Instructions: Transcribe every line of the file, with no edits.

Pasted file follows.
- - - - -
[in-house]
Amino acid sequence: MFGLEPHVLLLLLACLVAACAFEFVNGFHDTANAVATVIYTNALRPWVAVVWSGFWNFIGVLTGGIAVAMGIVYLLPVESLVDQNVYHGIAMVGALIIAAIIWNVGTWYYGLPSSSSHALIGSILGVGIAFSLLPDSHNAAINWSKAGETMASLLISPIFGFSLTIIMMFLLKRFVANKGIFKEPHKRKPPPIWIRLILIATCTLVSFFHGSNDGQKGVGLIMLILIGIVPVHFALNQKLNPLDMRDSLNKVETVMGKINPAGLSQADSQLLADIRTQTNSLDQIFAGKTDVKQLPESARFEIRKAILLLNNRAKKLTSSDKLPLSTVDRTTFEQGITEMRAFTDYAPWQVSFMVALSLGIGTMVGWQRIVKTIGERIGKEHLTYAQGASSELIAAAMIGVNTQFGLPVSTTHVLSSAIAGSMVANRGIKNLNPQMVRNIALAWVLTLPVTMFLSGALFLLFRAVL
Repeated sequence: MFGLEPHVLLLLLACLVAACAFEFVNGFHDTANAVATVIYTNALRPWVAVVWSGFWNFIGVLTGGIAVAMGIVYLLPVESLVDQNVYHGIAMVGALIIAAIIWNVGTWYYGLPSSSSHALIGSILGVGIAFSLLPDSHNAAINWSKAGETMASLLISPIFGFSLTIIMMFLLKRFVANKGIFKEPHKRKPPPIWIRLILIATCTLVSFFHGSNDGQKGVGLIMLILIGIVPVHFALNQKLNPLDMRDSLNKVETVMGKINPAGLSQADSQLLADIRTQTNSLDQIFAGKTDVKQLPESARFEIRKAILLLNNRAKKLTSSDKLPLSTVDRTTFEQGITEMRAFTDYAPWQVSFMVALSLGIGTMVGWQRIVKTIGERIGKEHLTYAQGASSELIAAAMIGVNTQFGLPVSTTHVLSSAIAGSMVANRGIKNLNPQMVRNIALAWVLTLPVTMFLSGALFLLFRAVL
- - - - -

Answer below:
[in-house]
Amino acid sequence: MFGLEPHVLLLLLACLVAACAFEFVNGFHDTANAVATVIYTNALRPWVAVVWSGFWNFIGVLTGGIAVAMGIVYLLPVESLVDQNVYHGIAMVGALIIAAIIWNVGTWYYGLPSSSSHALIGSILGVGIAFSLLPDSHNAAINWSKAGETMASLLISPIFGFSLTIIMMFLLKRFVANKGIFKEPHKRKPPPIWIRLILIATCTLVSFFHGSNDGQKGVGLIMLILIGIVPVHFALNQKLNPLDMRDSLNKVETVMGKINPAGLSQADSQLLADIRTQTNSLDQIFAGKTDVKQLPESARFEIRKAILLLNNRAKKLTSSDKLPLSTVDRTTFEQGITEMRAFTDYAPWQVSFMVALSLGIGTMVGWQRIVKTIGERIGKEHLTYAQGASSELIAAAMIGVNTQFGLPVSTTHVLSSAIAGSMVANRGIKNLNPQMVRNIALAWVLTLPVTMFLSGALFLLFRAVL
Repeated sequence: MFGLEPHVLLLLLACLVAACAFEFVNGFHDTANAVATVIYTNALRPWVAVVWSGFWNFIGVLTGGIAVAMGIVYLLPVESLVDQNVYHGIAMVGALIIAAIIWNVGTWYYGLPSSSSHALIGSILGVGIAFSLLPDSHNAAINWSKAGETMASLLISPIFGFSLTIIMMFLLKRFVANKGIFKEPHKRKPPPIWIRLILIATCTLVSFFHGSNDGQKGVGLIMLILIGIVPVHFALNQKLNPLDMRDSLNKVETVMGKINPAGLSQADSQLLADIRTQTNSLDQIFAGKTDVKQLPESARFEIRKAILLLNNRAKKLTSSDKLPLSTVDRTTFEQGITEMRAFTDYAPWQVSFMVALSLGIGTMVGWQRIVKTIGERIGKEHLTYAQGASSELIAAAMIGVNTQFGLPVSTTHVLSSAIAGSMVANRGIKNLNPQMVRNIALAWVLTLPVTMFLSGALFLLFRAVL